We execute fewer than 10% of the transactions that we review, and this selective approach helps protect our balance sheet and ensures we can meet our liability obligations through the cycle. As we seek to deploy more, we consider new asset classes, or variants of existing asset classes, to give us meet return goals whilst ensuring credit quality of the portfolios is preserved.

We see investors taking bigger ticket sizes than previously, in some cases investors are refusing to book line items of a few million pounds. Fair allocation processes are starting to include rotation policies for smaller deals.

Andrew: What are the main trends you see emerging in the area and why – what drawbacks/opportunities do these new trends offer?

Chris: In recent years there has been a focus on sustainable investment. This includes investment that is sustainable for society’s wider goals such as inclusion and, in the UK, of levelling up regional imbalances. That trend manifests itself in unsustainable projects being unable to attract finance or being able to do so only at expensive borrowing terms.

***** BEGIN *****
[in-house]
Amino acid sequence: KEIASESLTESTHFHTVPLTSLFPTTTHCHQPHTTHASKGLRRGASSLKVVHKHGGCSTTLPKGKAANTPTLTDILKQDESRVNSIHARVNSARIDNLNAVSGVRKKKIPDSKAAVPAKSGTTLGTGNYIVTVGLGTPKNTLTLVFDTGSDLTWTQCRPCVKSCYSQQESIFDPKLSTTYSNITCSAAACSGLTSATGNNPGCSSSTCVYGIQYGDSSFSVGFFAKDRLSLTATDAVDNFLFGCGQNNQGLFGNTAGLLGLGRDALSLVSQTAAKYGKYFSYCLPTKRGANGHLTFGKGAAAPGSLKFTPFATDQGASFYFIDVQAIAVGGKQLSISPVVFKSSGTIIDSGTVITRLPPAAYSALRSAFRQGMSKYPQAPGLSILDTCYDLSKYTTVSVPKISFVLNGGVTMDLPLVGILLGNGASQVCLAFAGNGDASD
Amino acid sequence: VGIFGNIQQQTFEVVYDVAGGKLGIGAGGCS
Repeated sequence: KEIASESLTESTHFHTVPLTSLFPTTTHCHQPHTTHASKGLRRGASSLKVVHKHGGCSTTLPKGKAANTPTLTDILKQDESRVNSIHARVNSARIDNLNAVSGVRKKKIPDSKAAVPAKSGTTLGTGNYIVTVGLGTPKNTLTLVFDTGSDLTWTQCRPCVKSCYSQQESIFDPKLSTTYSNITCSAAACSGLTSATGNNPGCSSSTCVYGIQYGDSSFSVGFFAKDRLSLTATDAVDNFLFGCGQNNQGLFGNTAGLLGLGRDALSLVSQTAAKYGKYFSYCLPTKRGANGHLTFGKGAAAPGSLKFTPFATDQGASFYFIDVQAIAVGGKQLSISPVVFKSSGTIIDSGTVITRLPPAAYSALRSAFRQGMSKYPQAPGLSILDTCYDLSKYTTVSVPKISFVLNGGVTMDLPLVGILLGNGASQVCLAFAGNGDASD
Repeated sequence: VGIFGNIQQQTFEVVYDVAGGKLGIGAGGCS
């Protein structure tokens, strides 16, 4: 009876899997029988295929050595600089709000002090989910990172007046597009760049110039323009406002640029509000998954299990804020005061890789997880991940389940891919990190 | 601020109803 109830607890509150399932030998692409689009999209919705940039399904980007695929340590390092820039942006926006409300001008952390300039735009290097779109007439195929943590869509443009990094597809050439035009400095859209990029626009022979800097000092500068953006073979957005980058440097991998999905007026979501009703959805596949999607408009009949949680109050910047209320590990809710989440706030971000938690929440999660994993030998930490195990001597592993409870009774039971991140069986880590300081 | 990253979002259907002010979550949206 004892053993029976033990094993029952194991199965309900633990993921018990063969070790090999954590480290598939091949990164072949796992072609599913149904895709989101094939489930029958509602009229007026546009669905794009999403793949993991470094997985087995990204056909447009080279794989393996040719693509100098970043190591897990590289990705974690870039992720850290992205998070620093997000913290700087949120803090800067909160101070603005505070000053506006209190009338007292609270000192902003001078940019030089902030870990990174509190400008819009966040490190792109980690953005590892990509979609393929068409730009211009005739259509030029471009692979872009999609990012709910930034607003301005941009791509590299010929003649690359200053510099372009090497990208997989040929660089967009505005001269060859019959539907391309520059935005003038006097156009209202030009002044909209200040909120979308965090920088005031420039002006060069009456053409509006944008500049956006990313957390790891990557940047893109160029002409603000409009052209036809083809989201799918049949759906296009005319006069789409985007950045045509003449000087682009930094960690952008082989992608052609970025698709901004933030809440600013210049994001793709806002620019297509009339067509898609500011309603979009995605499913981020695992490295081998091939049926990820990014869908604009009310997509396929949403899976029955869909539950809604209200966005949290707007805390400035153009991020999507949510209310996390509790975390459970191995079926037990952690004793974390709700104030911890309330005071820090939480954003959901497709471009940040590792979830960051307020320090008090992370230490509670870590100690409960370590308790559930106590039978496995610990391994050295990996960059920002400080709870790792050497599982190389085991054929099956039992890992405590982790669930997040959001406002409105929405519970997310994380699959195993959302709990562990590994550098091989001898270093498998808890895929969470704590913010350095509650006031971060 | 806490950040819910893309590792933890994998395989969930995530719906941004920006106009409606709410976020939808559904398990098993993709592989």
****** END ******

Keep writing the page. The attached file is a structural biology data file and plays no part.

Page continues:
In contrast to the problems faced by unsustainable projects those with a sustainable proposition are awash with offers of funding. Investors want to support renewable energy or affordable housing, which mean borrowers in these sectors can command cheap terms or loose structures (e.g., covenant-lite). The demand here is so intense that renewable energy transactions have started to look unattractive, on pricing and structure/rating terms.

Public credit has moved quicker and is now marked wider than new opportunities in private credit, for the same rating and duration

Since Q4 2021 credit markets have begun to move wider from the tight spreads reached on the rebound from Covid-wides seen in Q2 2020. Inflation and quantitative tightening were the first prompts for this move wider but in recent weeks this has accelerated with the terrible conflict in Ukraine. That conflict has seen credit spreads widen by 50bps, with most of that move wider concentrated in liquid investment-grade credit rather than in private credit. Public credit has moved quicker and is now marked wider than new opportunities in private credit, for the same rating and duration – investors or asset managers whose mandate is restricted to private credit are faced with the dilemma of either investing into new private credit at spreads inside those available on public credit or to not invest at all whilst this anomaly exists.